Junior Loses the Kalamazoo Promise

By Dylann Meek

Dylan Meek
Junior Nakia Brown works on her John Collins writing, a district wide KPS writing assignment. Even though she works on a KPS assignment, she doesn’t receive the Promise. Photo Credit, Dylann Meek

“When me and my mother went to the office to change the address, that’s when the secretary told me I was out of district and would not get the [Kalamazoo] Promise,” said junior Nakia Brown.
At the beginning of her junior year, Nakia Brown lost the Kalamazoo Promise after moving out of the Kalamazoo Public Schools district (KPS). Brown has been attending KPS for three years, and her new house being only about ten minutes away, continues to go to Loy Norrix High School.
The Kalamazoo Promise is a college scholarship for graduates of KPS that live in  the district. It can pay up to 100 percent of your tuition. According to CollegeCalc, “The average annual in-state college tuition in Michigan was $14,160 for the 2017-2018 academic year.” Losing such a generous scholarship has dealt a strong blow to Brown and her family.
After Brown’s parents filed for a divorce, bills became hard to pay and Nakia’s family had to leave her home immediately. Her family attempted to find a new house but most of them were either too expensive or had a waiting list of up to five years.
“When we found a place that was within a budget that my mom could handle on her own, we jumped at the opportunity. But,…, they took my Promise away,” said Brown.
Brown joined KPS in 8th grade. That means that she would have gotten 70 percent of her college tuition paid for. Brown was planning to use the Promise at Western Michigan University. According to CollegeCalc, the tuition at WMU is $11,020. She would have saved about $3,306 and only had to spend roughly $7,714.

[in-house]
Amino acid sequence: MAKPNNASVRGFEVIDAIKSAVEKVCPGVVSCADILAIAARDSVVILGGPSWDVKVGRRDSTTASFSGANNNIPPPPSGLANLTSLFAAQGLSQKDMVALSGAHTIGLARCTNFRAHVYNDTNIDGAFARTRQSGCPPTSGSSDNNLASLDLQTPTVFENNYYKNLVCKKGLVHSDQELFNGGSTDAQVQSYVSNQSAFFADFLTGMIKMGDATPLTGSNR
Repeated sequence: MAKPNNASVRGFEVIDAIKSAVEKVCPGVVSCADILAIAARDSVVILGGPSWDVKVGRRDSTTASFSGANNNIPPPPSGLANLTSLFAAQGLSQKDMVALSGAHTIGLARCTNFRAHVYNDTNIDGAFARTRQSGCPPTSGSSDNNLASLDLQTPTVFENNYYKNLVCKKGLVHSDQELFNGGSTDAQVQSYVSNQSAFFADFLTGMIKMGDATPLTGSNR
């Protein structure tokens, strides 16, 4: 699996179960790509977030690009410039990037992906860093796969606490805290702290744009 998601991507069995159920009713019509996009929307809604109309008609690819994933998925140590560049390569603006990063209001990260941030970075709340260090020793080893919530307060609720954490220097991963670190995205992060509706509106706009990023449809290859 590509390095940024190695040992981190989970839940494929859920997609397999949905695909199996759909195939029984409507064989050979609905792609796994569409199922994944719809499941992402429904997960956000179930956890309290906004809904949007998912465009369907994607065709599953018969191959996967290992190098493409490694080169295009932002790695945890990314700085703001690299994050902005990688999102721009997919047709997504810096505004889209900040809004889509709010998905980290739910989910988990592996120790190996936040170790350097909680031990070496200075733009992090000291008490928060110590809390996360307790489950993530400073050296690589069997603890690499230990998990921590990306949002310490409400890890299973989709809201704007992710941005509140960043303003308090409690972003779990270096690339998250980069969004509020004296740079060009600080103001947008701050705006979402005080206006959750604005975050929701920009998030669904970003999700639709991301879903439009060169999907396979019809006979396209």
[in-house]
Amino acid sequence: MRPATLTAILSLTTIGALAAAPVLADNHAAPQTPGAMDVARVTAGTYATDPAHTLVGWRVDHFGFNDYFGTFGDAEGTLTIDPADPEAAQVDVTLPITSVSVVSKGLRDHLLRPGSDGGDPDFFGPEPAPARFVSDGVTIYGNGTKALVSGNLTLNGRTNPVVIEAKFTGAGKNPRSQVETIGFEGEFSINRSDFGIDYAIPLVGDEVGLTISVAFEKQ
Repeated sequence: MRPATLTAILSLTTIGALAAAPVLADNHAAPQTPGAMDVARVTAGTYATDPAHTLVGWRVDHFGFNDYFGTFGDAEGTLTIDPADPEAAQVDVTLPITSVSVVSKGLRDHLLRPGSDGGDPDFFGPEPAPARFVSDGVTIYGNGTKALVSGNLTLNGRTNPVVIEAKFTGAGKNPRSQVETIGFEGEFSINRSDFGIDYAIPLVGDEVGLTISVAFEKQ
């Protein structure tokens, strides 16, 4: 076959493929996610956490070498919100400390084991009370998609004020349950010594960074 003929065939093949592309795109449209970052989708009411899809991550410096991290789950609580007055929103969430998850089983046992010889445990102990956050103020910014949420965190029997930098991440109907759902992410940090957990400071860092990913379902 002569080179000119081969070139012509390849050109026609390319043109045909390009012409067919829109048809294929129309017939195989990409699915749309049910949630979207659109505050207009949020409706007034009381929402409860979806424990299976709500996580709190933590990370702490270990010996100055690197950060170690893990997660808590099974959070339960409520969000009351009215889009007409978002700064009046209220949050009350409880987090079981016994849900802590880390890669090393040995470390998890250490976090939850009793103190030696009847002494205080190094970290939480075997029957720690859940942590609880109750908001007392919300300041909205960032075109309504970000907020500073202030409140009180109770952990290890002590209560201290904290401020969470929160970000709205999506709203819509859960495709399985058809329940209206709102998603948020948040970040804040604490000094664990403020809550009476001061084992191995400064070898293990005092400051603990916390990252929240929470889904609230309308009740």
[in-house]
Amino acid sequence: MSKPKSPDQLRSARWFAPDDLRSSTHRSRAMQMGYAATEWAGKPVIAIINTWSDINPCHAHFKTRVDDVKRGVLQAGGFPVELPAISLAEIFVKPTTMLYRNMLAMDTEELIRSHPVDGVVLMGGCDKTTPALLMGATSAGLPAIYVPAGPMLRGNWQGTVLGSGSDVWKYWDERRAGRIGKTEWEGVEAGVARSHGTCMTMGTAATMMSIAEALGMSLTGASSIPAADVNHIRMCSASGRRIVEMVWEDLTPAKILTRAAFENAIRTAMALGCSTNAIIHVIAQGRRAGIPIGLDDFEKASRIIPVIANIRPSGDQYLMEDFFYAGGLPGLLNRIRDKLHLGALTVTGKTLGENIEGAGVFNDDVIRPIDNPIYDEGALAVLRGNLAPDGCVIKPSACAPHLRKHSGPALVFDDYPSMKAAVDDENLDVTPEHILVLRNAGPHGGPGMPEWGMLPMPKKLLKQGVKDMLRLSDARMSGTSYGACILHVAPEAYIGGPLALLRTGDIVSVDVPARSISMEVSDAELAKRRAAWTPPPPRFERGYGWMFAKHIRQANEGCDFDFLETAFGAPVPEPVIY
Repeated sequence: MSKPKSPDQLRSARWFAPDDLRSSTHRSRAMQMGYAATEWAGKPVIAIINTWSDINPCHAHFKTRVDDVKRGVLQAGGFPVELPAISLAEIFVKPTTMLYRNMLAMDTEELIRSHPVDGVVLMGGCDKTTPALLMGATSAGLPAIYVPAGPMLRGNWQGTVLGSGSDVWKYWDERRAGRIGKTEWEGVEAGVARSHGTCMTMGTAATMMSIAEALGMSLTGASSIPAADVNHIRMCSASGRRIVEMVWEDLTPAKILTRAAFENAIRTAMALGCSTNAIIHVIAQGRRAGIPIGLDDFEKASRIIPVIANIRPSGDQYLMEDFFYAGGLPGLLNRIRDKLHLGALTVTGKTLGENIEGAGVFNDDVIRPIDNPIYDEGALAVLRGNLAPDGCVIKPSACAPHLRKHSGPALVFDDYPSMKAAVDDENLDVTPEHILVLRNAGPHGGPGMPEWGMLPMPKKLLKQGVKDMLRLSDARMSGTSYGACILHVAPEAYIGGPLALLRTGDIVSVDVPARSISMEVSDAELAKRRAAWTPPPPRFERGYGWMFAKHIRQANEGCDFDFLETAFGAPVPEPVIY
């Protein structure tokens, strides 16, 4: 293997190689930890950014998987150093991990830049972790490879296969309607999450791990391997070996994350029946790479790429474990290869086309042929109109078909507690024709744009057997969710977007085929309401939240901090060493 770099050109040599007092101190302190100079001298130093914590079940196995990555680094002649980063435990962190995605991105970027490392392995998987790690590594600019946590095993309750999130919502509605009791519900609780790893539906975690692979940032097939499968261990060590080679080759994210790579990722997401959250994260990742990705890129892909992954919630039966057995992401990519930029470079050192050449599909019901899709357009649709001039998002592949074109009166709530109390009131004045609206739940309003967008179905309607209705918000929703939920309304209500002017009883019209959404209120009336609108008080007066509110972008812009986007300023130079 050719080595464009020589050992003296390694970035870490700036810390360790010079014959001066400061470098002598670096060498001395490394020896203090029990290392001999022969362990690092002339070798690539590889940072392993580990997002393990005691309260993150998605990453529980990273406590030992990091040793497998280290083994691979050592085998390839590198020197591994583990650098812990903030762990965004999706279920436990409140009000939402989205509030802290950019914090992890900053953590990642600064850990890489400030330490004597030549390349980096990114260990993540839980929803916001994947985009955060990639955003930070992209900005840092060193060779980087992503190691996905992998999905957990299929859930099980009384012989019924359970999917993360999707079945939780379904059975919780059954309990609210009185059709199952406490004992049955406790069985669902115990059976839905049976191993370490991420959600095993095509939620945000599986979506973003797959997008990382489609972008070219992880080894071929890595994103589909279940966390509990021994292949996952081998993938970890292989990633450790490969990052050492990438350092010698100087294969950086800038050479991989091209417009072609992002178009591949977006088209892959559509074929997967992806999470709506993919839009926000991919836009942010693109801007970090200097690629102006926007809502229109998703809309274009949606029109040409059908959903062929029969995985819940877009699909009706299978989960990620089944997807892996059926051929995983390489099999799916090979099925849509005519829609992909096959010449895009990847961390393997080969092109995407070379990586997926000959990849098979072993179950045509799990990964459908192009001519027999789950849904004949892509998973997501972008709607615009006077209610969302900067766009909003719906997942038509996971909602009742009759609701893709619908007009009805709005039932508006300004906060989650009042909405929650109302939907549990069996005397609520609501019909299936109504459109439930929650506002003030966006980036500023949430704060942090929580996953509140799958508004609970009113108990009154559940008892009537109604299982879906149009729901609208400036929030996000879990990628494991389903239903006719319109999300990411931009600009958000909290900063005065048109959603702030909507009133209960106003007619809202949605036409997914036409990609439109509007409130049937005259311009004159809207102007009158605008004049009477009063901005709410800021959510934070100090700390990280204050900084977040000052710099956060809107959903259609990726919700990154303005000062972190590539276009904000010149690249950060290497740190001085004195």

Brown’s family and friends have encouraged her to email or phone the office of the Kalamazoo Promise to try to appeal to get the Promise back but she believes that it would be too easy to for her case to be dismissed without a face to face meeting. While there is no official appeal process, the Kalamazoo Promise website recommends contacting the Executive Director, Bob Jorth, to begin an appeal.
Brown and her family have looked for grants and scholarships but that has taken up a lot of her time and energy and has lead to many sleepless nights.
Brown no longer enjoys school like she used to and is now in the process of graduating early. She feels unwanted and unappreciated. She wants the people that control the Promise to look at how good her grades are in hopes that she will get the  Promise back.
Thanks to her community, Brown is feeling hopeful, “I do think, after having some of the best people I’ve ever had the pleasure of meeting rally around me and give me strength, that I will try and meet face to face with the top people surrounding the Promise so that I can plead to have my Promise back. I deserve it.”